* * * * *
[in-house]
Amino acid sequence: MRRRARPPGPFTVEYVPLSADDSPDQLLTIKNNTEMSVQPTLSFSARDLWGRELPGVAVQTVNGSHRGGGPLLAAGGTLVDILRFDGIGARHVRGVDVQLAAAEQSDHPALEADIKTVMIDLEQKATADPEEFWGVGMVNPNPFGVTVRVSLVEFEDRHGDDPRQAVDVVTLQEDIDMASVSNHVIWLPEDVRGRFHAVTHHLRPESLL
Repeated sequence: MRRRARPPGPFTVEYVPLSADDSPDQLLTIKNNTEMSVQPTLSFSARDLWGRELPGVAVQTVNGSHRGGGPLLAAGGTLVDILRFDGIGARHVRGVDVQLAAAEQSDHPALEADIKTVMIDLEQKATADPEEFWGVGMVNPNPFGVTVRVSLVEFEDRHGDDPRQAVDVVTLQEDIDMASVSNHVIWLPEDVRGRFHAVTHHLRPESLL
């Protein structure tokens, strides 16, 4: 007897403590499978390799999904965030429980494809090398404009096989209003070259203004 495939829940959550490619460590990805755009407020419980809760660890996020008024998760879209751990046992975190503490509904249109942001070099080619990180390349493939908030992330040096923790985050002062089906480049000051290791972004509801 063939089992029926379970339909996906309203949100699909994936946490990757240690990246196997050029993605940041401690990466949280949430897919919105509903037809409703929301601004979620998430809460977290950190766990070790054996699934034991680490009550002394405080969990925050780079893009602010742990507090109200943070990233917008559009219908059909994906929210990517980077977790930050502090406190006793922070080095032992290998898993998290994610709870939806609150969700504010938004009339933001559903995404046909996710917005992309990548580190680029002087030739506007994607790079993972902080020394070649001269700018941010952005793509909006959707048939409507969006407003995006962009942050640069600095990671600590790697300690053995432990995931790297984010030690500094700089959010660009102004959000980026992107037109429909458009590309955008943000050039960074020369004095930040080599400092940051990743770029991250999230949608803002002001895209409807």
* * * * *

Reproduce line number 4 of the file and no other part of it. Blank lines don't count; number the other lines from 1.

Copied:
């Protein structure tokens, strides 16, 4: 007897403590499978390799999904965030429980494809090398404009096989209003070259203004 495939829940959550490619460590990805755009407020419980809760660890996020008024998760879209751990046992975190503490509904249109942001070099080619990180390349493939908030992330040096923790985050002062089906480049000051290791972004509801 063939089992029926379970339909996906309203949100699909994936946490990757240690990246196997050029993605940041401690990466949280949430897919919105509903037809409703929301601004979620998430809460977290950190766990070790054996699934034991680490009550002394405080969990925050780079893009602010742990507090109200943070990233917008559009219908059909994906929210990517980077977790930050502090406190006793922070080095032992290998898993998290994610709870939806609150969700504010938004009339933001559903995404046909996710917005992309990548580190680029002087030739506007994607790079993972902080020394070649001269700018941010952005793509909006959707048939409507969006407003995006962009942050640069600095990671600590790697300690053995432990995931790297984010030690500094700089959010660009102004959000980026992107037109429909458009590309955008943000050039960074020369004095930040080599400092940051990743770029991250999230949608803002002001895209409807």